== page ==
Five things that shocked me about perimenopause

6 April 2023

I have been trying to educate myself about perimenopause ever since it hit me three years ago.

I find I am still learning things every day. It affects 100 per cent of women (who live long enough for their ovaries to start backfiring) and parts of the trans and non-binary community. Yet it’s like yelling into the wind.

Here are five things that shocked me.

  1. The lack of knowledge

I am furious that peri and menopause is not taught in schools. We are taught about the reproductive system. We’re taught about boys getting erections and girls getting periods. We’re taught about contraception, and childbirth and yet we’re not taught about this vital, incredibly overwhelming part of a woman’s life called perimenopause and menopause.

If they live long enough this stage takes up a third of women’s lives and yet it is completely ignored.

I think if we started talking about it in schools, it would normalise it for 50 per cent of the population who are going to go through this. Just like a teenage boy is not in charge of his erections, peri women are not in charge of their emotions or their body temperature.

It also hits women at the peak of their careers and yet it’s certainly not discussed in the office. It’s about time women were more honest with the symptoms and I believe men would like to be educated so they know what’s going on. 

  1. Menopause only lasts 24 hours

Yep. Menopause only lasts one day. It marks exactly 12 months since your last period. That’s it. It’s the seven to ten years leading up to that day which is perimenopause and once your period stops you are post-menopausal.

If everyone was educated about the different stages, we would know that. Semantics matter to understand the different parts of this rollercoaster.

  1. The loneliness

This lack of education contributes to intense loneliness. When you are going through hot flushes and hormone surges that fly and drop like an untied balloon, you don’t feel like you are in charge of your own body. You feel out of control and question your sanity.

It’s very isolating.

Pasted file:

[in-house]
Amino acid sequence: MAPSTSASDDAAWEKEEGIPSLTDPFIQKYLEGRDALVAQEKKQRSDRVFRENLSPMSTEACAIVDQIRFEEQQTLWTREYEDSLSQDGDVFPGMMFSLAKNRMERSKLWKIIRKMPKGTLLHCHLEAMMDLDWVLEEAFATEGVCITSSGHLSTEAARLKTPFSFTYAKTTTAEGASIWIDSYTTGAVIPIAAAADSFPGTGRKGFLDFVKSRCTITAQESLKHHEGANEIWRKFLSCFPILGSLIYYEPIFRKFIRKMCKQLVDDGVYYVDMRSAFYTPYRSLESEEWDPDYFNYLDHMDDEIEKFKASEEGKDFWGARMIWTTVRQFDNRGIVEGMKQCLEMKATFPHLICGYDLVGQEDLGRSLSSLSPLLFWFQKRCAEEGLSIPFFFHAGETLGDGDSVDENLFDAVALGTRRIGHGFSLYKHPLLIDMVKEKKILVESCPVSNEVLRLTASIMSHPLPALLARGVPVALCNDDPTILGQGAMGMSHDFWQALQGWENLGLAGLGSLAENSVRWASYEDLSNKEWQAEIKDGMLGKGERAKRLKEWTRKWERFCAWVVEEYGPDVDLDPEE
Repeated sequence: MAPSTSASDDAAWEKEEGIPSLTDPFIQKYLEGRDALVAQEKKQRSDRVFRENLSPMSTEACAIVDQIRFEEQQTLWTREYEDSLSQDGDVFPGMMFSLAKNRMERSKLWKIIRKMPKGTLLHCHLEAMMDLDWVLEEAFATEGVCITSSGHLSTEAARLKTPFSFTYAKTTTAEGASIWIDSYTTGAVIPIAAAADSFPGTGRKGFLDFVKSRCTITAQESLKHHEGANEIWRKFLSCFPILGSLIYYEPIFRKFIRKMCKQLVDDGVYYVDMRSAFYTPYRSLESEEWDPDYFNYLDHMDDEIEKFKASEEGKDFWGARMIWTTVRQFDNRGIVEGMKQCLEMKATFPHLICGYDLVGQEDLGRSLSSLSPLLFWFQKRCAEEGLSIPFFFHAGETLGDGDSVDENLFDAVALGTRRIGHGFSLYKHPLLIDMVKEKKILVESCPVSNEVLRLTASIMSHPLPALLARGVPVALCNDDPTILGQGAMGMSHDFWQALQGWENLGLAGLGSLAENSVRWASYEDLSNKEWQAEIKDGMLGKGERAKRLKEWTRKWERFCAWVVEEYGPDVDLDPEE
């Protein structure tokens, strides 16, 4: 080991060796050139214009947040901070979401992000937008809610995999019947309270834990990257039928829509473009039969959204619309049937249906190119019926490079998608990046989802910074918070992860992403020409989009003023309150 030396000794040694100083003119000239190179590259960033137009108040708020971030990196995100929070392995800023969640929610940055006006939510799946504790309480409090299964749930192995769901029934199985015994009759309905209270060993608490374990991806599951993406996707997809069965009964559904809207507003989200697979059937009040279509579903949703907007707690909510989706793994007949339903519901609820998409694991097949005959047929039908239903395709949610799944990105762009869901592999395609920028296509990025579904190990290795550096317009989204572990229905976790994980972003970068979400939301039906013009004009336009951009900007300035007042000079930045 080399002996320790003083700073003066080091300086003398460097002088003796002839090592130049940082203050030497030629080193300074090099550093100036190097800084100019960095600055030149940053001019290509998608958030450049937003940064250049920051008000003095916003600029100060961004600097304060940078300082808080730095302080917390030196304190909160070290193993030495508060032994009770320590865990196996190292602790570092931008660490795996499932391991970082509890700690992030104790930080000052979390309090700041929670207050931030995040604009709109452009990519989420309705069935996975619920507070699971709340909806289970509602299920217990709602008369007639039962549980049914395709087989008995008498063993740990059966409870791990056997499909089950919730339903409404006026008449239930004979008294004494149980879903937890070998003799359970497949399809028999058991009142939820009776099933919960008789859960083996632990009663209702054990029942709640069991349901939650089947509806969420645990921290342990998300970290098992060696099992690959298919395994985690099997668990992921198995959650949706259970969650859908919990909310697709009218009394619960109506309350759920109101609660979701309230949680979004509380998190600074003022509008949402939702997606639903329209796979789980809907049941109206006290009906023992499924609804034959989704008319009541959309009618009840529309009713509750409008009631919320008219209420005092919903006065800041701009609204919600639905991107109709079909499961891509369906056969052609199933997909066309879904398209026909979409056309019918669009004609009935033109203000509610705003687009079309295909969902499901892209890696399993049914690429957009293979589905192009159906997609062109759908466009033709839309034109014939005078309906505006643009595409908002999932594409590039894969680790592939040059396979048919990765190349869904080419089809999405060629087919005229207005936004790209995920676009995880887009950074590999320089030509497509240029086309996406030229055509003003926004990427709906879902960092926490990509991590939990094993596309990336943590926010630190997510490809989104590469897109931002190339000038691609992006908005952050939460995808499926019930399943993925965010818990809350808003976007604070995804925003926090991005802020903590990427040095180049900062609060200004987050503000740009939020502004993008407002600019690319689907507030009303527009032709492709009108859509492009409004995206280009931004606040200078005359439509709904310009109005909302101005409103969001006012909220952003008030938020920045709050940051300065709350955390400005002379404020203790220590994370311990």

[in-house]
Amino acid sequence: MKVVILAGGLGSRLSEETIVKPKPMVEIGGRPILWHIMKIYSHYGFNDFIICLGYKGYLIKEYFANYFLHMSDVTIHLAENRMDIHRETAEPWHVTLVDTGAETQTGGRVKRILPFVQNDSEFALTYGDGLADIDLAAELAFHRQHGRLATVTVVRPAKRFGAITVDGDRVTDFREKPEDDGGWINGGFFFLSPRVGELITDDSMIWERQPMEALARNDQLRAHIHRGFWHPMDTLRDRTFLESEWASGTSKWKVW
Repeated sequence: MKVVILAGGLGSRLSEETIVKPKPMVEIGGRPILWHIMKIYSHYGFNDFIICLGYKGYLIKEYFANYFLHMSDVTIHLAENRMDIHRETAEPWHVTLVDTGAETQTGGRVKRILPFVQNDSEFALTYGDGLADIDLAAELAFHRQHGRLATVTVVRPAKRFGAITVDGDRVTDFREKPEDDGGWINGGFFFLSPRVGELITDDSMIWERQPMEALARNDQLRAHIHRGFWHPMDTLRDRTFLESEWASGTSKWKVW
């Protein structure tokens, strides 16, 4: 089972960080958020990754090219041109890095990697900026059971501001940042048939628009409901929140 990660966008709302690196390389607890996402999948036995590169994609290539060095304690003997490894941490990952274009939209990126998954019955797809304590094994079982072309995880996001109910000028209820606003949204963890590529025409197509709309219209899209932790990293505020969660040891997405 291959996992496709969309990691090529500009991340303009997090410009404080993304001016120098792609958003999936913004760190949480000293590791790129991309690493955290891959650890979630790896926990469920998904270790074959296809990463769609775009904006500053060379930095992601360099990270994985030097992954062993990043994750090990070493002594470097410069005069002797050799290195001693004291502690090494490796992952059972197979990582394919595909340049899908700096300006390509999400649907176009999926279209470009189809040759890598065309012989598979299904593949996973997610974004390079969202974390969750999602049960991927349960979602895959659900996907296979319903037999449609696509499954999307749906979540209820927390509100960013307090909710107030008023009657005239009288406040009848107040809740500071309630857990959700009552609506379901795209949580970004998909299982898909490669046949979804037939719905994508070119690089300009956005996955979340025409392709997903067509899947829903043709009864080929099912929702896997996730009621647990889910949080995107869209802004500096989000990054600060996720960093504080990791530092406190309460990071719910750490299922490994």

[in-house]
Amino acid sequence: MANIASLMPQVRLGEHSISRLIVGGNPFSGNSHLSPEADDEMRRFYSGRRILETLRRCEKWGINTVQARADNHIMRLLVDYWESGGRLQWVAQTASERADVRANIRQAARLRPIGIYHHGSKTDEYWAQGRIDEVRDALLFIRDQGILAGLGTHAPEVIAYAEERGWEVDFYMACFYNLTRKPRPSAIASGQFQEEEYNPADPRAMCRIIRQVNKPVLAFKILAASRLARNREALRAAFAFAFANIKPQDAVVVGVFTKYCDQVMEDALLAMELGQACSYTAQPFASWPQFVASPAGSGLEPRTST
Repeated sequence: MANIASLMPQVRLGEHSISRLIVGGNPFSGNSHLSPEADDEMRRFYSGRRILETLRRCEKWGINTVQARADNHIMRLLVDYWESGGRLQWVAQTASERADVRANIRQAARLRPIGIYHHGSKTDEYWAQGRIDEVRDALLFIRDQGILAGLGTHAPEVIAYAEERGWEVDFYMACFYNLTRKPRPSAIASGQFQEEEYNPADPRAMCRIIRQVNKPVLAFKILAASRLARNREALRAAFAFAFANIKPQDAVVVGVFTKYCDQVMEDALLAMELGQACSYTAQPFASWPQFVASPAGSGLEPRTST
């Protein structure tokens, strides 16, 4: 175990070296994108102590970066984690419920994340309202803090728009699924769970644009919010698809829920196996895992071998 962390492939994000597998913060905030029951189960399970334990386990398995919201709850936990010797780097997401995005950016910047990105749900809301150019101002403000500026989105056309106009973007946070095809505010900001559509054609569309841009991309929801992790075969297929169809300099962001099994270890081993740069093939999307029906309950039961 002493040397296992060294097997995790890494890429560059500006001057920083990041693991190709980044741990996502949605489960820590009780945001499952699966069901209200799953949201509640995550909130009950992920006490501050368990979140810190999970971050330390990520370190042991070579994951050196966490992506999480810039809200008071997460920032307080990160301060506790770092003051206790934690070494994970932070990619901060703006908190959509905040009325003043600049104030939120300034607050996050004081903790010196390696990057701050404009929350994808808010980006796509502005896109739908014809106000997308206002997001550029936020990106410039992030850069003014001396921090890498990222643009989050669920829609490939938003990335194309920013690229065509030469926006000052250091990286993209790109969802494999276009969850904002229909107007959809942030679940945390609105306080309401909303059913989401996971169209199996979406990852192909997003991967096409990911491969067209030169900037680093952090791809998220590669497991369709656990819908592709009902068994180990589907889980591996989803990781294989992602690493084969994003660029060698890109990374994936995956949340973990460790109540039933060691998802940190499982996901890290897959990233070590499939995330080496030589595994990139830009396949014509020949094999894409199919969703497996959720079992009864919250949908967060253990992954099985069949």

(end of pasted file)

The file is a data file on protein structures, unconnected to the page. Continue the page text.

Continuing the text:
In my case, most of my closest friends are ten years younger than me. That’s because I moved constantly for work. I didn’t stay in my hometown or my home state.

So, when I do meet someone else, who’s willing to talk about peri and menopause, I almost grab on to them like a life raft. 

  1. Dry eyes

I expect most people associate menopause with low libido and a dry downstairs. Now of course there are creams that can help, and you must use them because if you don’t the vagina can atrophy to a point where it can’t be salvaged. Yay for being a woman, huh?

But what I didn’t realise is you dry out everywhere. So, you get dry prickly skin and some, like me, are lucky enough to also get dry eyes. I wake up and it feels like my eyeballs are scratching the insides of my eyelids. A bit like fingernails down a chalkboard. If you remember chalkboards at school, then you’re probably in peri or menopause right now.

Every time I speak to a professional, such as an optometrist, GP, pharmacist, they’re like, “Oh yes, dry eyes. That is a symptom of perimenopause and menopause.”  I feel like a grape turning into a sultana. I’d rather turn into a fine wine.

  1. Not all hot flushes are the same

The other thing I really didn’t understand was I thought hot flushes were the same for everyone. I imagined you would get a rage of searing heat through you, that lasts a couple of minutes. You get hot and sweaty and then you’re over it. And some women would have them more often than others.

Now all of that is true but what I didn’t know, is perimenopause can cause some women (me!) to just generally sit at a hotter temperature than everyone else. I will barley need a jumper in winter. My body is so warm. I drive my husband crazy with the fact that I want to have the air conditioning on in winter.

 So, education is key. We need to talk about it at work. We talk about it at home. Our partners need to know about it. Our family needs to know about it so that we are not just struggling in silence. Speak to your pharmacist or GP.  The time for silence is over.

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